Human artificial chromosomes with alpha satellite-based de novo centromeres show increased frequency of nondisjunction and anaphase lag.
Human artificial chromosomes have been used to model requirements for human chromosome segregation and to explore the nature of sequences competent for centromere function. Normal human centromeres require specialized chromatin that consists of alpha satellite DNA complexed with epigenetically modified histones and centromere-specific proteins. While several types of alpha satellite DNA have been used to assemble de novo centromeres in artificial chromosome assays, the extent to which they fully recapitulate normal centromere function has not been explored. Here, we have used two kinds of alpha satellite DNA, DXZ1 (from the X chromosome) and D17Z1 (from chromosome 17), to generate human artificial chromosomes. Although artificial chromosomes are mitotically stable over many months in culture, when we examined their segregation in individual cell divisions using an anaphase assay, artificial chromosomes exhibited more segregation errors than natural human chromosomes (P < 0.001). Naturally occurring, but abnormal small ring chromosomes derived from chromosome 17 and the X chromosome also missegregate more than normal chromosomes, implicating overall chromosome size and/or structure in the fidelity of chromosome segregation. As different artificial chromosomes missegregate over a fivefold range, the data suggest that variable centromeric DNA content and/or epigenetic assembly can influence the mitotic behavior of artificial chromosomes.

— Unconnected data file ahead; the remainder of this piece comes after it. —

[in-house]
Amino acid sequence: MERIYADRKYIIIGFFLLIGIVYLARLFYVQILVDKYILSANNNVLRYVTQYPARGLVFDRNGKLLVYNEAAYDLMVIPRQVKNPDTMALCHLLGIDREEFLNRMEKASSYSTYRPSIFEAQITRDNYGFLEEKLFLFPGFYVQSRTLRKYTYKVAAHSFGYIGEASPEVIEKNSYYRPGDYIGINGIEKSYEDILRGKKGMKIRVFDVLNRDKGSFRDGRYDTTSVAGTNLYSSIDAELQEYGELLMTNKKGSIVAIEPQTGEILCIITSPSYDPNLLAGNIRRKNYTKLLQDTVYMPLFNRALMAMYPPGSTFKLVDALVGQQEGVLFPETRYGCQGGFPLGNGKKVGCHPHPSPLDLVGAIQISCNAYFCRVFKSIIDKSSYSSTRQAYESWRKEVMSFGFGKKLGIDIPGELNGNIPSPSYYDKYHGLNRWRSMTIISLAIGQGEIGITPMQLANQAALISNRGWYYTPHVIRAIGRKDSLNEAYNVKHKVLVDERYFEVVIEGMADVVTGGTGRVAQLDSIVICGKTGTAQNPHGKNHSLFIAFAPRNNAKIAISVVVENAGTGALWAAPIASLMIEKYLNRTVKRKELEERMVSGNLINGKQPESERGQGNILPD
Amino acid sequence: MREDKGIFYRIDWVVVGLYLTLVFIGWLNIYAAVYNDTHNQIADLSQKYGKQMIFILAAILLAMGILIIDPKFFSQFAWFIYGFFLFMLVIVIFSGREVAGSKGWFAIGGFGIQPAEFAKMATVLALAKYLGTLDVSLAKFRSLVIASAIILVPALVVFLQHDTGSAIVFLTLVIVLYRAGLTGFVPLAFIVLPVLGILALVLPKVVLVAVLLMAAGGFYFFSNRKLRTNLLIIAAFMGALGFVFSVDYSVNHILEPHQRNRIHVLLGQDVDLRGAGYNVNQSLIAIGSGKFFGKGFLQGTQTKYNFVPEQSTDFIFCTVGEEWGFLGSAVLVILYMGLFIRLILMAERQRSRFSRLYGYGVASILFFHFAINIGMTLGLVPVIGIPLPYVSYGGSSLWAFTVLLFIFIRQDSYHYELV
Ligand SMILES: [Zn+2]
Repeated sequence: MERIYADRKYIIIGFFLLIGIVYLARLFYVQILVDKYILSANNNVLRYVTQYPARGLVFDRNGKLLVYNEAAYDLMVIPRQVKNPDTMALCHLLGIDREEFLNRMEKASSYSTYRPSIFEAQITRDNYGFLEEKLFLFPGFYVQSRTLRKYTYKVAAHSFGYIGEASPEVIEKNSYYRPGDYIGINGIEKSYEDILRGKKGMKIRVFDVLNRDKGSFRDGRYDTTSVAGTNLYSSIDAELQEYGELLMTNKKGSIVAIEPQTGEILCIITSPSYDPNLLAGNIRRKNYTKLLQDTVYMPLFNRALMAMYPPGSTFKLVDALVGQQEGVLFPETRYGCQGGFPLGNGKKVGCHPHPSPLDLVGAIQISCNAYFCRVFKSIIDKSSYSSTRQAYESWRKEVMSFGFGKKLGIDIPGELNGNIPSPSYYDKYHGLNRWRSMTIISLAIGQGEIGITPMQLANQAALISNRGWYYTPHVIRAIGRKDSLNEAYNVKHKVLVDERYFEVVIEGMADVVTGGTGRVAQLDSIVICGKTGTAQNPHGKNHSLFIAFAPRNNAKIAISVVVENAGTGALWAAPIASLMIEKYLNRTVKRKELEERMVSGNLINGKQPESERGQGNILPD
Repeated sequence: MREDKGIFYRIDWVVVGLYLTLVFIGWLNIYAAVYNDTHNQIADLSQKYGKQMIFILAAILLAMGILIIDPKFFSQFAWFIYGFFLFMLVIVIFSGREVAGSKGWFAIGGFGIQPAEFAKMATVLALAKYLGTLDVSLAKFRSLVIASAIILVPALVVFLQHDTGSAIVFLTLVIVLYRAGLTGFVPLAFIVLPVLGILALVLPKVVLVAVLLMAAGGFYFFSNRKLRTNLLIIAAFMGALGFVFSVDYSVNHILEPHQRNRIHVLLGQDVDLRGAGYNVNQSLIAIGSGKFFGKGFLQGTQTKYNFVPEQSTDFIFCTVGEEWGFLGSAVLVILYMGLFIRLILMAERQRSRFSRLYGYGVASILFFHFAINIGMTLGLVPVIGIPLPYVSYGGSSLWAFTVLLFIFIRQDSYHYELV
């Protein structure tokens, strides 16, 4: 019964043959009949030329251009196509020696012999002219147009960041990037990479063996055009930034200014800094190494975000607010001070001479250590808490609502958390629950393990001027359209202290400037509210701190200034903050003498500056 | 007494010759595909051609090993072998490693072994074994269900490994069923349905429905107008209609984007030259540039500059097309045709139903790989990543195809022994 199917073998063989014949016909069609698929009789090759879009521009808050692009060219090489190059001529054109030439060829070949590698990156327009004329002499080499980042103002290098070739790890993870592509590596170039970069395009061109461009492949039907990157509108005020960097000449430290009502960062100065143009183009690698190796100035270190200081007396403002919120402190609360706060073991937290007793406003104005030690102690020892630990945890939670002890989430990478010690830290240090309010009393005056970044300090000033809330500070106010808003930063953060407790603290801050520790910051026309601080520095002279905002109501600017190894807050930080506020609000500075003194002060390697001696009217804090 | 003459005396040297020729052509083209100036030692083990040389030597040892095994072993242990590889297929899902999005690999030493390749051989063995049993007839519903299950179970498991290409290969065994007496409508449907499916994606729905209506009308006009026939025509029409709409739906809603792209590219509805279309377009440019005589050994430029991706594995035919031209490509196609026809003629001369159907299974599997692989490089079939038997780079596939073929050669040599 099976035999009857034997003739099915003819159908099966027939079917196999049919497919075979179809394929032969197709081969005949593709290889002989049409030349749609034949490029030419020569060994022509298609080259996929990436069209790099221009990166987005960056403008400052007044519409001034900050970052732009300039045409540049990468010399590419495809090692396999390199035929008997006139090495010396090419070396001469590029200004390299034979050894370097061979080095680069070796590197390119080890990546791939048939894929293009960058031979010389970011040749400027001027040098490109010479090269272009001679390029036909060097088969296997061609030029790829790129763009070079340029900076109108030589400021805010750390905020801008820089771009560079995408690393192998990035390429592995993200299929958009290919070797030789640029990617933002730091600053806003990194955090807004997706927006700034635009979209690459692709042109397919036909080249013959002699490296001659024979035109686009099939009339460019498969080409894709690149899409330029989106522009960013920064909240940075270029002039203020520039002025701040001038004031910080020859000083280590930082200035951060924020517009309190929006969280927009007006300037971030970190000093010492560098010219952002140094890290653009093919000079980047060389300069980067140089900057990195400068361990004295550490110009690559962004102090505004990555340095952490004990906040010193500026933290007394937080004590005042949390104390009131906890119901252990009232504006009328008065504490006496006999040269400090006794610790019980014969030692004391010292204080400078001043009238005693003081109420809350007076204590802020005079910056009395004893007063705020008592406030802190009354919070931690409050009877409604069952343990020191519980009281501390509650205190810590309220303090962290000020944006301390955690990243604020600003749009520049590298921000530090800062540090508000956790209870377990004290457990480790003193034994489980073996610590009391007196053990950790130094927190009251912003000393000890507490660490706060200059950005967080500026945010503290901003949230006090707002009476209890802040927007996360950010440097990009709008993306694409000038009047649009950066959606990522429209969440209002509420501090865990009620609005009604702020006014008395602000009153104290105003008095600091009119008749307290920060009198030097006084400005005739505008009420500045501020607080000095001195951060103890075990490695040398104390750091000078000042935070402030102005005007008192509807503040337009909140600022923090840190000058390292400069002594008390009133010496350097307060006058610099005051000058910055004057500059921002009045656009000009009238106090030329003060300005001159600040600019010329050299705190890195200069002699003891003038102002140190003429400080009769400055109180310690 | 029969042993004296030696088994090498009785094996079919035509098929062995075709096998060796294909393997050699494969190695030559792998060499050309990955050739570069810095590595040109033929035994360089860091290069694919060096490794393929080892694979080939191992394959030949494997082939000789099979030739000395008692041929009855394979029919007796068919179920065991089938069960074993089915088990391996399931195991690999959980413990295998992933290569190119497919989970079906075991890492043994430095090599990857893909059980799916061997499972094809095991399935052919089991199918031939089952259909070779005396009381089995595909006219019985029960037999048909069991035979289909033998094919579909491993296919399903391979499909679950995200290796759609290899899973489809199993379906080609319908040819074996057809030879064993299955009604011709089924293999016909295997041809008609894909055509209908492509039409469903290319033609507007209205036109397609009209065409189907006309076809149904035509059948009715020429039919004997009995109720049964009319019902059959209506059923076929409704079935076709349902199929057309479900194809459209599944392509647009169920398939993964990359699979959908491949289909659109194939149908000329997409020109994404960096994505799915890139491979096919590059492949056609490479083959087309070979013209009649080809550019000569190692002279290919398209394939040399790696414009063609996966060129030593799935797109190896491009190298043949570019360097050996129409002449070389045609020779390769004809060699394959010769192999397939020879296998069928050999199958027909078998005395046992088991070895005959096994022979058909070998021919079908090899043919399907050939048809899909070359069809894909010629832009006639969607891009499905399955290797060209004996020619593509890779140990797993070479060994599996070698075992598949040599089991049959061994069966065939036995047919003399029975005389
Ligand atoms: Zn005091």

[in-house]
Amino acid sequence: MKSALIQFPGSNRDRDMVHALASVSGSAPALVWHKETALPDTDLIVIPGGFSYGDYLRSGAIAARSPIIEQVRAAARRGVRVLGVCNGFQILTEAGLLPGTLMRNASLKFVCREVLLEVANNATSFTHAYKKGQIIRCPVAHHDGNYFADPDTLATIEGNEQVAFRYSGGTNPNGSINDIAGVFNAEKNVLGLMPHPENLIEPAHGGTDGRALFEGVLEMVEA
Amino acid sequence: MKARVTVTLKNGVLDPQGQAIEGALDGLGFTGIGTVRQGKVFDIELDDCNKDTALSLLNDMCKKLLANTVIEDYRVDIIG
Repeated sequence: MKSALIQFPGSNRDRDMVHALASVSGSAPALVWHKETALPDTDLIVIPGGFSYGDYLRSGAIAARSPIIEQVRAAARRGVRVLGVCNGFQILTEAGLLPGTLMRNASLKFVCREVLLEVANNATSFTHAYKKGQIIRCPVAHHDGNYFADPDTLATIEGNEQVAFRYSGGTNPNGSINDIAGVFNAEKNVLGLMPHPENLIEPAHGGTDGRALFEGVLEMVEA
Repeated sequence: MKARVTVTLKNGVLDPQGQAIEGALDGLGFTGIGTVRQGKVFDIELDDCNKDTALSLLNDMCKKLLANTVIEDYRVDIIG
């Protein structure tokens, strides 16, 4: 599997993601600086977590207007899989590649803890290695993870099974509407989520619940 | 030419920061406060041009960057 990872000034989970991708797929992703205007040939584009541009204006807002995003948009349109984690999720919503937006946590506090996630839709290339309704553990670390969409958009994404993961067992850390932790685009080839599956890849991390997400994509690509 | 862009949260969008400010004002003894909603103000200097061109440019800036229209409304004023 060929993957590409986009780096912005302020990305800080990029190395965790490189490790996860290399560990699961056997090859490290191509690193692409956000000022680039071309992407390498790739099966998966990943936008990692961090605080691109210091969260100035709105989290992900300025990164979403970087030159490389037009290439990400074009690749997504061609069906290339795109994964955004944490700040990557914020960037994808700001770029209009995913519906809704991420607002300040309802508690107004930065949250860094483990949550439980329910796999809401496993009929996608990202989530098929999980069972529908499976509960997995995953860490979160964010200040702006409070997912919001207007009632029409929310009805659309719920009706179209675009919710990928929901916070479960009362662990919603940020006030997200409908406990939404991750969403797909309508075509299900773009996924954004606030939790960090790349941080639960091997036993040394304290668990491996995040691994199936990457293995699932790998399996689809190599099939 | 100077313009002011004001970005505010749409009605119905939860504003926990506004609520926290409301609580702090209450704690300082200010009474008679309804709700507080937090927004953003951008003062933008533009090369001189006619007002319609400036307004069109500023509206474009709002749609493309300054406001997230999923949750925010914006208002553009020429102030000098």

Rudd, MK; Mays, RW; Schwartz, S; Willard, HF
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